Robert Clinkscales honored with a park in his name

STEPHON JOHNSON Amsterdam News Staff | 10/26/2011, 4:23 p.m.
A cool, crisp and sunny Friday afternoon in Harlem set the scene for a ceremony...
Robert Clinkscales honored with a park in his name

A cool, crisp and sunny Friday afternoon in Harlem set the scene for a ceremony honoring the namesake of a half-acre piece of land.

The Robert L. Clinkscales Playground and Community Garden isn't constructed yet, but it got its official introduction to Harlem with a ceremony attended by City Councilman Robert Jackson, State Assemblyman Herman D. Farrell Jr. community activists and family members of the late Robert "Bob" Clinkscales.

"We're turning this city around, we're turning this community around," said Farrell last week. "I thank the Parks Department. I thank the family. Parks like this don't suddenly happen; they take a lot of work."

"Took a lot of work" would be an understatement. The story of the park's origin mirrors Clinkscale's work ethic: long, tireless and unrelenting.

Back in 1999, Frederick Wilson, a former Tenant Association resident of 210 W. 146th St., asked Clinkscales to help him identify vacant properties in the community and possible funding to build playgrounds for children in the neighborhood (providing a safe haven for children in the process). Clinkscales helped arranged a meeting between Wilson and Manhattan Borough Parks Commissioner Adrian Benepe to talk about the playground's concept and check out the vacant properties on 146th Street. Benepe told the parties he would commit to the playground's construction if they were able to secure the land and the necessary funding for the project.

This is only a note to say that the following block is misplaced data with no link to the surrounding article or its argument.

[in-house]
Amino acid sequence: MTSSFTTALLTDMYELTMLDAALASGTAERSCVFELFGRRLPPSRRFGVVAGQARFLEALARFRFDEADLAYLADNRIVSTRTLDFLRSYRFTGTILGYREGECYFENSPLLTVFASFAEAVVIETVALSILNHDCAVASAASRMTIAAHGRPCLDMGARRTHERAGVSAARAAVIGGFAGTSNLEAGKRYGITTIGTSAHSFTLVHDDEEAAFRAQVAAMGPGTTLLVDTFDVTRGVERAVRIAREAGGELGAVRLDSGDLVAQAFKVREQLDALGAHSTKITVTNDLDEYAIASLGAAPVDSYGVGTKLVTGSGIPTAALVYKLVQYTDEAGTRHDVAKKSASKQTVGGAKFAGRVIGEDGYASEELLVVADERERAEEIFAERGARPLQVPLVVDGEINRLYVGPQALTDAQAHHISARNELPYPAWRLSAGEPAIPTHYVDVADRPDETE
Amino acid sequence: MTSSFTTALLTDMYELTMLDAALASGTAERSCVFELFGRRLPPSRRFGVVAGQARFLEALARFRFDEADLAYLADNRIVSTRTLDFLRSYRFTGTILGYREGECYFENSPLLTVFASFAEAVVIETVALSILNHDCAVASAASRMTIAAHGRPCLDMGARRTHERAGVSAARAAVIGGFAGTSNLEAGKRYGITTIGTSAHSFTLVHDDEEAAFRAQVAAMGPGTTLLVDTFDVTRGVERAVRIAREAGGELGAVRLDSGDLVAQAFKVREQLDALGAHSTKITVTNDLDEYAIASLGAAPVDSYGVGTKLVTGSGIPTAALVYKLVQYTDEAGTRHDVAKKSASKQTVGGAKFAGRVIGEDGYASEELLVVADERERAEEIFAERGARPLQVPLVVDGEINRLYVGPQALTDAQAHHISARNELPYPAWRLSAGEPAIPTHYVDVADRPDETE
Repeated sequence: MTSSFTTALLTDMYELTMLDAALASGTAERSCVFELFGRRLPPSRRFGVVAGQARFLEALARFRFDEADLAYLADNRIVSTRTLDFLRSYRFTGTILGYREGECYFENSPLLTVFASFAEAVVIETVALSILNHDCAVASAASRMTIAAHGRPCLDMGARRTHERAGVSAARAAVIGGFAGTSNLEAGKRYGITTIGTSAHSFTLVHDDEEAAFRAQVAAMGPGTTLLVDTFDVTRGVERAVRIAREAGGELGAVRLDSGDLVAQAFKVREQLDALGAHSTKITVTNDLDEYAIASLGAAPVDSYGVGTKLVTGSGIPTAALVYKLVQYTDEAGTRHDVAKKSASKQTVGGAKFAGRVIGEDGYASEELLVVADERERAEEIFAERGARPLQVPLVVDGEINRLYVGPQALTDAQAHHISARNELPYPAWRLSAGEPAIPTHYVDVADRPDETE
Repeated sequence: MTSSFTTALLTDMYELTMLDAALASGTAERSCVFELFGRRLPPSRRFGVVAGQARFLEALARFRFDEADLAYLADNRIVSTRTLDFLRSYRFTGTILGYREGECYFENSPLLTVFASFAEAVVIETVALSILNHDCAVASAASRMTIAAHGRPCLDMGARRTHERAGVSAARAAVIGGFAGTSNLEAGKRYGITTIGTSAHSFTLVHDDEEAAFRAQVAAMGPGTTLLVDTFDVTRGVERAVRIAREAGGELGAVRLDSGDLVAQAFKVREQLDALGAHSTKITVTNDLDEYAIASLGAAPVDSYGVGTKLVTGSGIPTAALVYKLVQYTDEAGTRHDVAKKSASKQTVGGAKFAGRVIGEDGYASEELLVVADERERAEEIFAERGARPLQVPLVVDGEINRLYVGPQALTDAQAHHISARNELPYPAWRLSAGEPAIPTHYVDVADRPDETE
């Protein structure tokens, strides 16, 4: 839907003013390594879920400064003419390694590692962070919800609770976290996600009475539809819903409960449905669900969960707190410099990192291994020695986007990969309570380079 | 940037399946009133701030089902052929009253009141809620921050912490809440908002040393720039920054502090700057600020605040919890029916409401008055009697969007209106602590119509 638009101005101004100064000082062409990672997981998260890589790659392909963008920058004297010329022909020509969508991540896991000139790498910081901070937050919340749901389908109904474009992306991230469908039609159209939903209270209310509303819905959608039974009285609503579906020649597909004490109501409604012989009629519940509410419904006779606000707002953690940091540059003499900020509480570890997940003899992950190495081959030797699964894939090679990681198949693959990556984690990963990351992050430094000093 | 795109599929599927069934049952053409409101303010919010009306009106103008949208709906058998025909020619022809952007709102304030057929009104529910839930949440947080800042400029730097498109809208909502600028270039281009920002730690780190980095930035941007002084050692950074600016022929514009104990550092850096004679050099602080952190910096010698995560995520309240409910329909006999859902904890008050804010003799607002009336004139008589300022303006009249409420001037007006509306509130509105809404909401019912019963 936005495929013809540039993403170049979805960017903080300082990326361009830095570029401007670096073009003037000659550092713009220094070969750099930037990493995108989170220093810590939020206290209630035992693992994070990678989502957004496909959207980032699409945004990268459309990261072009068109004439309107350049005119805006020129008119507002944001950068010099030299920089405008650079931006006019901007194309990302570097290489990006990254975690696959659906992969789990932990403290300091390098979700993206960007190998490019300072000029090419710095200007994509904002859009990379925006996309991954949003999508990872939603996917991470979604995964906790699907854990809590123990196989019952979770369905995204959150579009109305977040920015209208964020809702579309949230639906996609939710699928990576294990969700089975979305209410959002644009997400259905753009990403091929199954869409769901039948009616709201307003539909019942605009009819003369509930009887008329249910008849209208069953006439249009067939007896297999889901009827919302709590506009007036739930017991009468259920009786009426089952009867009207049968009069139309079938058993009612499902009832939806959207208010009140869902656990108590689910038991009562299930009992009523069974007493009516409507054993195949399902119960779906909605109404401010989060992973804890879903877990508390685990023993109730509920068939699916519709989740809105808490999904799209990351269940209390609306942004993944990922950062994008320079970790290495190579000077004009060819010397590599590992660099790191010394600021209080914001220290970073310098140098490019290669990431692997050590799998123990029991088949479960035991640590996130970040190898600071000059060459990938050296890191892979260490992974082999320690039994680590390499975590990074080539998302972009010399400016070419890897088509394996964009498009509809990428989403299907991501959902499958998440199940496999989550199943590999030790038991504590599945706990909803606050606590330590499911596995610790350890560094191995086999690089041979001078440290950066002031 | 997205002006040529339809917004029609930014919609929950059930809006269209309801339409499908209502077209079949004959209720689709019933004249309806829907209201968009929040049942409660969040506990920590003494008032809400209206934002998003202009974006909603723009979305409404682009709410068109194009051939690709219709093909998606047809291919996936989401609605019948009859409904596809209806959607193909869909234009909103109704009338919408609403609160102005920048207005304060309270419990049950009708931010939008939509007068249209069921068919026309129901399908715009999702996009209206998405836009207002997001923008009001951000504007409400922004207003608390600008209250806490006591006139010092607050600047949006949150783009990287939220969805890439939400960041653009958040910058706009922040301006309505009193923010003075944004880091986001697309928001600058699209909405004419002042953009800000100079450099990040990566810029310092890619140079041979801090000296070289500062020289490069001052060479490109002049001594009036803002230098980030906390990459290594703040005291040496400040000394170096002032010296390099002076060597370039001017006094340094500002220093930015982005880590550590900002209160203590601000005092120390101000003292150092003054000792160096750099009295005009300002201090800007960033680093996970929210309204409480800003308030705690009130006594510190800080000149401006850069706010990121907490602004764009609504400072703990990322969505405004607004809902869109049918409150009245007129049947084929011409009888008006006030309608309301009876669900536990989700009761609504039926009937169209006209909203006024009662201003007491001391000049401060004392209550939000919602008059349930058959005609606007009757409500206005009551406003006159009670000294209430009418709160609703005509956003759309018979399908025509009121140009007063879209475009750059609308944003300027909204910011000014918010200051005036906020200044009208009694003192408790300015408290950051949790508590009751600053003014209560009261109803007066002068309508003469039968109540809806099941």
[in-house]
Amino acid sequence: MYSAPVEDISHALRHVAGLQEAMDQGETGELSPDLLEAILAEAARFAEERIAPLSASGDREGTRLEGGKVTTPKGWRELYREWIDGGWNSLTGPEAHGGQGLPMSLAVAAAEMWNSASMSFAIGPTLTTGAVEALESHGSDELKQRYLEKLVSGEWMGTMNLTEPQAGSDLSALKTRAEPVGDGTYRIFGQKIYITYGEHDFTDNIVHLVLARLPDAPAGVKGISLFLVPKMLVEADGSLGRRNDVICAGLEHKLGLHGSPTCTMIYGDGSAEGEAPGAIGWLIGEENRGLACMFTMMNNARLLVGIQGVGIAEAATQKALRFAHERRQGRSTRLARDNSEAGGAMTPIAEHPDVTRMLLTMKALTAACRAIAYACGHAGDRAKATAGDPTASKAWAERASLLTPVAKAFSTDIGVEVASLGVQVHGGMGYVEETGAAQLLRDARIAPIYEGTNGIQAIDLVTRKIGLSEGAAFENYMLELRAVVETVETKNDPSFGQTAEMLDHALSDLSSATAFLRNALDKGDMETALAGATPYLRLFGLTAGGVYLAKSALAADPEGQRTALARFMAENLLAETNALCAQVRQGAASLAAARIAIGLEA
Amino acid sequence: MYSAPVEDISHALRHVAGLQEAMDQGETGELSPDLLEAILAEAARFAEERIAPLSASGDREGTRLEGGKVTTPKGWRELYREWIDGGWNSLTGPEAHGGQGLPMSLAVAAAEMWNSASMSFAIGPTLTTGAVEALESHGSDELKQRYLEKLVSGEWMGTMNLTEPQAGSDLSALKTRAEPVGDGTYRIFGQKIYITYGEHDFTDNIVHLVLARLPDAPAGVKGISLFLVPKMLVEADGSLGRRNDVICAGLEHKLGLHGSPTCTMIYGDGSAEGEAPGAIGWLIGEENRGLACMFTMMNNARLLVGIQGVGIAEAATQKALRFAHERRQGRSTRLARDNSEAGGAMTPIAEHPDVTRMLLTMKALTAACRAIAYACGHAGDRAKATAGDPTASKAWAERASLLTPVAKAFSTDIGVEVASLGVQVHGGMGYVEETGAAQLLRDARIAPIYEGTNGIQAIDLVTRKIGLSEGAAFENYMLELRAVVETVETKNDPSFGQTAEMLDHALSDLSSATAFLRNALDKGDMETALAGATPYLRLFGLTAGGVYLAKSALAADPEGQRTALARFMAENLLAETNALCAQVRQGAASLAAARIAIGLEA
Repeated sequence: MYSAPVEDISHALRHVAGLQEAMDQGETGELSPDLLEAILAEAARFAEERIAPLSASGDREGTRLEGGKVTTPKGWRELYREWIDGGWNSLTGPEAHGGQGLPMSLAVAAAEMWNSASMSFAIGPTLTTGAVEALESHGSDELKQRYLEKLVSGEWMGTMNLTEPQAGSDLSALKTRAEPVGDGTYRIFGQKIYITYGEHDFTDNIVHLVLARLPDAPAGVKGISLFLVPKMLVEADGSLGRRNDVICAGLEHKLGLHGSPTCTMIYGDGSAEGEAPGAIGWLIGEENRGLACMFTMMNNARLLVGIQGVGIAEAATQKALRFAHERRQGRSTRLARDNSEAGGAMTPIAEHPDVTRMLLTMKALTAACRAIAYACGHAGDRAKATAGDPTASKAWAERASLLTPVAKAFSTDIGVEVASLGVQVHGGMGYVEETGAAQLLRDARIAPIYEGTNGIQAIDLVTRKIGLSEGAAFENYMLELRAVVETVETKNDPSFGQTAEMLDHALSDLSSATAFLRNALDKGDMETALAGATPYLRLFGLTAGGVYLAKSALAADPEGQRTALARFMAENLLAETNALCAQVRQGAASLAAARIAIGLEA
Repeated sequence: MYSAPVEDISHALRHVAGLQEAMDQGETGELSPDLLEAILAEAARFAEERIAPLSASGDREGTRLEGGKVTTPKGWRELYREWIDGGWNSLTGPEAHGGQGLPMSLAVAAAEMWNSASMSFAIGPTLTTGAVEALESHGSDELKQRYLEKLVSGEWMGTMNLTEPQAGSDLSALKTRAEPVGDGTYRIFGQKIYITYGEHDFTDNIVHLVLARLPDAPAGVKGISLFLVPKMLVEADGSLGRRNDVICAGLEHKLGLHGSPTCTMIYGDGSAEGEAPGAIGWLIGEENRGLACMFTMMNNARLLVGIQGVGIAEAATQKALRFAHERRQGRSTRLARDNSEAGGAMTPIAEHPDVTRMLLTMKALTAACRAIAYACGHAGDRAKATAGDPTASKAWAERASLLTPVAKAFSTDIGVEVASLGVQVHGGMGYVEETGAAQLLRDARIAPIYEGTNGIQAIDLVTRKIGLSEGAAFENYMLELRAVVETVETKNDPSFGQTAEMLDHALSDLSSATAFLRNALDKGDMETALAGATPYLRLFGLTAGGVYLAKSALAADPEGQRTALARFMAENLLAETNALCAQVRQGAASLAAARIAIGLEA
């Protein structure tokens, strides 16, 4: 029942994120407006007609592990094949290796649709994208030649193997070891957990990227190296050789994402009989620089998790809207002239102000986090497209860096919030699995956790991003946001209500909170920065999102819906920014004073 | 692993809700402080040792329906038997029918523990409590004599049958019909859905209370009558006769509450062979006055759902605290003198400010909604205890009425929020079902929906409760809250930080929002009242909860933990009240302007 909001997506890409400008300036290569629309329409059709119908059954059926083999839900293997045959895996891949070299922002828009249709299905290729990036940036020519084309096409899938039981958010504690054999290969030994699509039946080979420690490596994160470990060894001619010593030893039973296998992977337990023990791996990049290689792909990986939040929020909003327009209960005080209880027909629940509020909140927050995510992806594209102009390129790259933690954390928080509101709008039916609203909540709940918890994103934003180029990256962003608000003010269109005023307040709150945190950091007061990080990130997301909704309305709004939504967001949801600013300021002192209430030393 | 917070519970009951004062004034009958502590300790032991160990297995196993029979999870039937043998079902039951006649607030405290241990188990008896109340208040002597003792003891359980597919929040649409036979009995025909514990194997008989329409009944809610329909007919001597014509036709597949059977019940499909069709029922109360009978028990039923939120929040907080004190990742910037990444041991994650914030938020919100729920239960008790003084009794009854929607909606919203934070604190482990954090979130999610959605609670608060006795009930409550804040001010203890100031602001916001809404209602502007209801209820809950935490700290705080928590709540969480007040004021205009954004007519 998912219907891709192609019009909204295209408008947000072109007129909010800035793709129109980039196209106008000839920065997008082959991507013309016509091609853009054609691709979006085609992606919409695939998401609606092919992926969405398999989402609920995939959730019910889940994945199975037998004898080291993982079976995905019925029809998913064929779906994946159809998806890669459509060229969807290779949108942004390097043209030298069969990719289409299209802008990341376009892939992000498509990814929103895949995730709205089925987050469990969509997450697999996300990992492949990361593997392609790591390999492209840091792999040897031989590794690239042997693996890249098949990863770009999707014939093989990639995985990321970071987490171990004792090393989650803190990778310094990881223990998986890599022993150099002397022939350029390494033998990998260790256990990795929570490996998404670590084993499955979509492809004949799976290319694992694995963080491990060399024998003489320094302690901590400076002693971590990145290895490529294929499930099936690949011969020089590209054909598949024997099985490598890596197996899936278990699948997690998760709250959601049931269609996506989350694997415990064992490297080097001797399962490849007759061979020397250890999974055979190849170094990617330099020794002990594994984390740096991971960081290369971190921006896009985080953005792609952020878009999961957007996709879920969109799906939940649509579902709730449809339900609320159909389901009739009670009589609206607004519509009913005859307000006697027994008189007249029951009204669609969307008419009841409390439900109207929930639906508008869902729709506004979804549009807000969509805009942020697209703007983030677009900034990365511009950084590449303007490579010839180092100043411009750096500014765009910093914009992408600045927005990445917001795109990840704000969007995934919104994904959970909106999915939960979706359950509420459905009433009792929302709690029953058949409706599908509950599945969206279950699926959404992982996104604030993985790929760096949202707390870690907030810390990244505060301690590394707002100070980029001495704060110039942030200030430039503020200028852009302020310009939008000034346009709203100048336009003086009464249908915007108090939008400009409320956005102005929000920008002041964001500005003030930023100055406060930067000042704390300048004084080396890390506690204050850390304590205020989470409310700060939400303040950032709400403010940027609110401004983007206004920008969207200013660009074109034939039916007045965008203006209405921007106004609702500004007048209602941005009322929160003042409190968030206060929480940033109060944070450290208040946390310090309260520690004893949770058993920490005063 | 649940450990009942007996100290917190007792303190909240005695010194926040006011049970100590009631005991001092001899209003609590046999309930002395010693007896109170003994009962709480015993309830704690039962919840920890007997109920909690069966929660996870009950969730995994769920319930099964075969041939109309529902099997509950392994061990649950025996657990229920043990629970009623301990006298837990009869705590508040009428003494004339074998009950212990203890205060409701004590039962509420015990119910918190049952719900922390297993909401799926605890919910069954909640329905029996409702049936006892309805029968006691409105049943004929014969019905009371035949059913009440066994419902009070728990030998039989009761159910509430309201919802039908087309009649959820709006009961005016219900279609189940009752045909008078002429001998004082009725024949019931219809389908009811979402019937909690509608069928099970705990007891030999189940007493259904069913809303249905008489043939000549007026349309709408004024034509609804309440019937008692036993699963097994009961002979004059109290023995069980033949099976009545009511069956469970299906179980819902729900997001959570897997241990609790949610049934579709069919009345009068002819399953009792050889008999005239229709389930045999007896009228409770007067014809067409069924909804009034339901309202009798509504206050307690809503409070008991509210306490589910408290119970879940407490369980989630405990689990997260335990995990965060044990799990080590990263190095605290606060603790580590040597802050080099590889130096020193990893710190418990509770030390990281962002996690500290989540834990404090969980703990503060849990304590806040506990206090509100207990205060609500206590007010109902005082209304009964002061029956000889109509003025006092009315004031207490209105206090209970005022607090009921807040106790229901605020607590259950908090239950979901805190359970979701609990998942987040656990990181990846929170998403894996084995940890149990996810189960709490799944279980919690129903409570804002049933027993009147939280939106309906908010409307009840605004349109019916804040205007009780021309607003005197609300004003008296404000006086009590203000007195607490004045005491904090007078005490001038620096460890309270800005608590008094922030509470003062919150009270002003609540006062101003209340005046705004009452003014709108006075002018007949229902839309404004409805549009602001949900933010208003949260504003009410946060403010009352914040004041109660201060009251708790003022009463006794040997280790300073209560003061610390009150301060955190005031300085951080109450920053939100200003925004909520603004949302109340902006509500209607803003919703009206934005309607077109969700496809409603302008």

Clinkscales passed away in 2001, but the work for the space continued on. Former Manhattan Borough President C. Virginia Fields allocated funding to NYC Housing Preservation and Development (HPD) for the purchase of the then-privately owned lot in 2002. In 2004, most of the funds for the lot were transferred to the New York City Parks & Recreation Department to complete the playground's assemblage, but the remaining $262,000 for "Bradhurst Urban Renewal Area Site 20" stayed under the HPD's control until construction of the park began. That's when Wilson formed Harlem Memorial Community Development Inc. for the sole purpose of advocating and soliciting more donations for the park.

In 2006, Jackson allocated $677,000 to the park's capital budget for the project and a year later, with the consent of Clinkscales' widow, Kathryn, Wilson asked the parks commissioner to name the new park after his friend and colleague.

In 2009, the HPD relinquished the remaining funds to the Bradhurst Urban Renewal tax fund, and after several meetings discussing the site, conducting land surveys and ground expansions and presenting the completed designs of the project, all things were a go. Jackson then donated an extra $500,000 so the project could begin as soon as possible, presenting itself in a check for over $1.17 million. Construction of the park will happen over the course of the next several months.

"I remember when Jackie Robinson Park was a depository for equipment, and all he kept saying was, 'We'll see this change,'" said Kathryn Clinkscales. "He started his community activism through city agencies. This is just, I don't know, final, because the last large project he did was Battery Park City." Clinkscales was responsible for much of the infrastructure of the parks and buildings in the area.